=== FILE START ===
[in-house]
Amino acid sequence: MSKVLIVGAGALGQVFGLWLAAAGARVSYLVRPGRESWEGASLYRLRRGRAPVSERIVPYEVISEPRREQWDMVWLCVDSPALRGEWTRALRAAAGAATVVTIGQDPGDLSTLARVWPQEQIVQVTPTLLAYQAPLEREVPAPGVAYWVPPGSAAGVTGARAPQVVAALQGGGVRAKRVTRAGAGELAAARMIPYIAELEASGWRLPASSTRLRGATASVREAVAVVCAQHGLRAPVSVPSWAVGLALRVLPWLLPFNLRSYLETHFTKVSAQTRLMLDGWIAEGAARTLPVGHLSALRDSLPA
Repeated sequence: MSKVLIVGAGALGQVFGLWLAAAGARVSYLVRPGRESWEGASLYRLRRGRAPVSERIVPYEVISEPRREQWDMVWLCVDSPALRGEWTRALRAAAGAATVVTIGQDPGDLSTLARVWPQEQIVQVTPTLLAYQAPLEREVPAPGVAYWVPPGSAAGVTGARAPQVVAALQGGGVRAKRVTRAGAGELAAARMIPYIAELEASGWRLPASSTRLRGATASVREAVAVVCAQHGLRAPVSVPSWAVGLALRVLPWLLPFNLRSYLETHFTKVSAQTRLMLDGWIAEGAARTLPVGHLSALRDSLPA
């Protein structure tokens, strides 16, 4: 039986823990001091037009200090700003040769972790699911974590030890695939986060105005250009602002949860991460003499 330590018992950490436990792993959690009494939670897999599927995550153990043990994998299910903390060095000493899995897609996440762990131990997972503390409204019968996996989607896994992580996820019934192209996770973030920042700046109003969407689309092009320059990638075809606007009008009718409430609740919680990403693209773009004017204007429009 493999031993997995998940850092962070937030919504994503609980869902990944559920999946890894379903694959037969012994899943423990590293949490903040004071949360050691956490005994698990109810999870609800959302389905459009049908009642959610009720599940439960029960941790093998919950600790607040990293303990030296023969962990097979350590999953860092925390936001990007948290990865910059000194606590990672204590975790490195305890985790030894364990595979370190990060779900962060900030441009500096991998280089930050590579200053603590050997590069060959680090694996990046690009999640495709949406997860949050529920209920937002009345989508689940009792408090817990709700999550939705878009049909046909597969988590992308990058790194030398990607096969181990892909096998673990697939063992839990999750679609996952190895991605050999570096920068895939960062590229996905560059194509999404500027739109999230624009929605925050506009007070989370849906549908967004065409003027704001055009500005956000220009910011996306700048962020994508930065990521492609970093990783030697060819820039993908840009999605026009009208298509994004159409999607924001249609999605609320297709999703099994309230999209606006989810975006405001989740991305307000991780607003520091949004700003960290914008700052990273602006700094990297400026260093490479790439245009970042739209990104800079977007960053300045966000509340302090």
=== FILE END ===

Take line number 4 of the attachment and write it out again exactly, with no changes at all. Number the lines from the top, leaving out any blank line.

């Protein structure tokens, strides 16, 4: 039986823990001091037009200090700003040769972790699911974590030890695939986060105005250009602002949860991460003499 330590018992950490436990792993959690009494939670897999599927995550153990043990994998299910903390060095000493899995897609996440762990131990997972503390409204019968996996989607896994992580996820019934192209996770973030920042700046109003969407689309092009320059990638075809606007009008009718409430609740919680990403693209773009004017204007429009 493999031993997995998940850092962070937030919504994503609980869902990944559920999946890894379903694959037969012994899943423990590293949490903040004071949360050691956490005994698990109810999870609800959302389905459009049908009642959610009720599940439960029960941790093998919950600790607040990293303990030296023969962990097979350590999953860092925390936001990007948290990865910059000194606590990672204590975790490195305890985790030894364990595979370190990060779900962060900030441009500096991998280089930050590579200053603590050997590069060959680090694996990046690009999640495709949406997860949050529920209920937002009345989508689940009792408090817990709700999550939705878009049909046909597969988590992308990058790194030398990607096969181990892909096998673990697939063992839990999750679609996952190895991605050999570096920068895939960062590229996905560059194509999404500027739109999230624009929605925050506009007070989370849906549908967004065409003027704001055009500005956000220009910011996306700048962020994508930065990521492609970093990783030697060819820039993908840009999605026009009208298509994004159409999607924001249609999605609320297709999703099994309230999209606006989810975006405001989740991305307000991780607003520091949004700003960290914008700052990273602006700094990297400026260093490479790439245009970042739209990104800079977007960053300045966000509340302090």